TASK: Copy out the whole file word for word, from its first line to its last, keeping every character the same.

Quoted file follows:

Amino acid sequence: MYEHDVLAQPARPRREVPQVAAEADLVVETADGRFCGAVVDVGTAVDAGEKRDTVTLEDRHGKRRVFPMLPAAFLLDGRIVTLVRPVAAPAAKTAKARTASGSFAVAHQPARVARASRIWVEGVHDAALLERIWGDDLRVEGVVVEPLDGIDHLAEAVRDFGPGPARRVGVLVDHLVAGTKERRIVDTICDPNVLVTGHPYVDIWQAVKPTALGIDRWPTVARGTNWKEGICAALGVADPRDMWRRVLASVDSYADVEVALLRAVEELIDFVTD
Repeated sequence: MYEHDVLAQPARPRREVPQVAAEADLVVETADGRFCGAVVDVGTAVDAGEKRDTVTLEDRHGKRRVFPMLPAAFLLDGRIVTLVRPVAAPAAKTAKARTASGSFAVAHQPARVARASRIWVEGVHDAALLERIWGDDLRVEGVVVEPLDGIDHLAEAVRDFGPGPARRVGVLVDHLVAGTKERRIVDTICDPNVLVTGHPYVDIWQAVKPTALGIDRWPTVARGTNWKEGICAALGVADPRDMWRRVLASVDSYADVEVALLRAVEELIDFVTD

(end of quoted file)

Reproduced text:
Amino acid sequence: MYEHDVLAQPARPRREVPQVAAEADLVVETADGRFCGAVVDVGTAVDAGEKRDTVTLEDRHGKRRVFPMLPAAFLLDGRIVTLVRPVAAPAAKTAKARTASGSFAVAHQPARVARASRIWVEGVHDAALLERIWGDDLRVEGVVVEPLDGIDHLAEAVRDFGPGPARRVGVLVDHLVAGTKERRIVDTICDPNVLVTGHPYVDIWQAVKPTALGIDRWPTVARGTNWKEGICAALGVADPRDMWRRVLASVDSYADVEVALLRAVEELIDFVTD
Repeated sequence: MYEHDVLAQPARPRREVPQVAAEADLVVETADGRFCGAVVDVGTAVDAGEKRDTVTLEDRHGKRRVFPMLPAAFLLDGRIVTLVRPVAAPAAKTAKARTASGSFAVAHQPARVARASRIWVEGVHDAALLERIWGDDLRVEGVVVEPLDGIDHLAEAVRDFGPGPARRVGVLVDHLVAGTKERRIVDTICDPNVLVTGHPYVDIWQAVKPTALGIDRWPTVARGTNWKEGICAALGVADPRDMWRRVLASVDSYADVEVALLRAVEELIDFVTD